1-20 of 37 items from 2015 « Prev | Next »
★★★☆☆ When it comes to the Holocaust, remembering is a serious matter: a moral imperative in fact. However, as the years pass, living memory inevitably diminishes with the death of the survivors, witnesses and the perpetrators. That which must not be forgotten, never forgotten, eventually will be. Life becomes history. In Canadian director Atom Egoyan's Remember (2015) the imperative to remember is all the more urgent as the elderly protagonist, a 90-year-old Jew and survivor of the camps Zev Gottman (Christopher Plummer), also suffers from senile dementia. We first meet Zev in the up-scale nursing home where he lives comfortably as a resident.
Zev has recently lost his wife, Ruth, but her death spurs him on to complete a mission known only to him and his wheelchair-bound friend Max (Martin Landau, pictured right). To be more precise, it is only intermittently known to him as each morning he awakes, calling for his wife, »
- CineVue UK
Atom Egoyan’s ongoing search for his own best form makes no real breakthrough in “Remember,” a state-hopping Nazi-hunt mystery that puts a creditably sincere spin on material that is silly at best. At worst, tyro writer Benjamin August’s screenplay is a crass attempt to fashion a “Memento”-style puzzle narrative from post-Holocaust trauma. Toggling variables of disguised identity and dementia, as Christopher Plummer’s ailing German widower travels across North America in search of the camp commander he recalls from his time in Auschwitz, the pic is riddled with lapses in logic even before a stakes-shifting twist that many viewers might see coming. Crafted in utilitarian fashion by Egoyan, “Remember” does little to earn the poignancy of Plummer’s stricken performance — though that asset, plus a button-pushing premise, could attract reasonable interest from older arthouse auds.
It’s probably best not to wonder how much more artfully the »
- Guy Lodge
Italian filmmaker Paolo Sorrentino is poised to return to theatres with a new film.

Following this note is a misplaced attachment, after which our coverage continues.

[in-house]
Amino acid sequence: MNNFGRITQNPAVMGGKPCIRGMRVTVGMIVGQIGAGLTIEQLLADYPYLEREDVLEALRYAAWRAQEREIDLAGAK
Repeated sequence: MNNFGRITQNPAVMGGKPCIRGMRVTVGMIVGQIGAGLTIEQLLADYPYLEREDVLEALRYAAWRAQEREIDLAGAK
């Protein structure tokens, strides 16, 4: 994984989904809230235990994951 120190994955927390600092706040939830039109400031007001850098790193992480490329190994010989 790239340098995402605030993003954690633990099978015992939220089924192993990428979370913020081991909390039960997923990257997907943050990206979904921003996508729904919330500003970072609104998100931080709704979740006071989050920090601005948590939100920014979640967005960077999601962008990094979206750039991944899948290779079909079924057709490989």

Titled Youth, the film is Sorrentino’s first since 2013. As with his other films, Sorrentino takes on both directing and screenplay writing duties, working with a cast this time around that includes Michael Caine, Harvey Keitel, Rachel Weisz, Jane Fonda, and Paul Dano.
The film’s synopsis is as follows:
Fred and Mick, two old friends, are on vacation in an elegant hotel at the foot of the Alps. Fred, a composer and conductor, is now retired. Mick, a film director, is still working. They look with curiosity and tenderness on their children’s confused lives, Mick’s enthusiastic young writers, and the other hotel guests. While Mick scrambles to finish the screenplay for what he imagines will be his last important film, Fred has no intention of resuming his musical career. But someone wants at »
- Deepayan Sengupta
Michael Caine's upcoming slate includes Vin Diesel's The Last Witch Hunter and the sequel to Now You See Me, but while he's keeping busy in elder-statesman roles, it looked as if 2009's Harry Brown was his final film as the lead. Happily that turned out not to be the case, since he couldn't resist Paolo Sorrentino's Youth. You can get a taste of the results in this just-released new trailer."I've retired about 30 times," Caine told Empire recently. "I always retire and then someone comes along with an offer you can't refuse. I wasn't going to play any more leading roles. I don't like it because you've got to get up early in the morning for eight weeks. But I just had to do Youth. It was wonderful." Sorrentino (This Must Be The Place, The Great Beauty) wrote and directed the film, which involves Caine's retired orchestra »
Fox Searchlight Pictures has released the first trailer for Youth, arriving in theaters December 4, which could give us an early look at a potential Academy Award contender. Rachel Weisz, Michael Caine and Harvey Keitel lead an all-star cast in this drama, which will go up against the horror-comedy Krampus when it hits theaters at the end of this year. The story centers on Fred and Mick, two old friends on vacation in an elegant hotel at the foot of the Alps.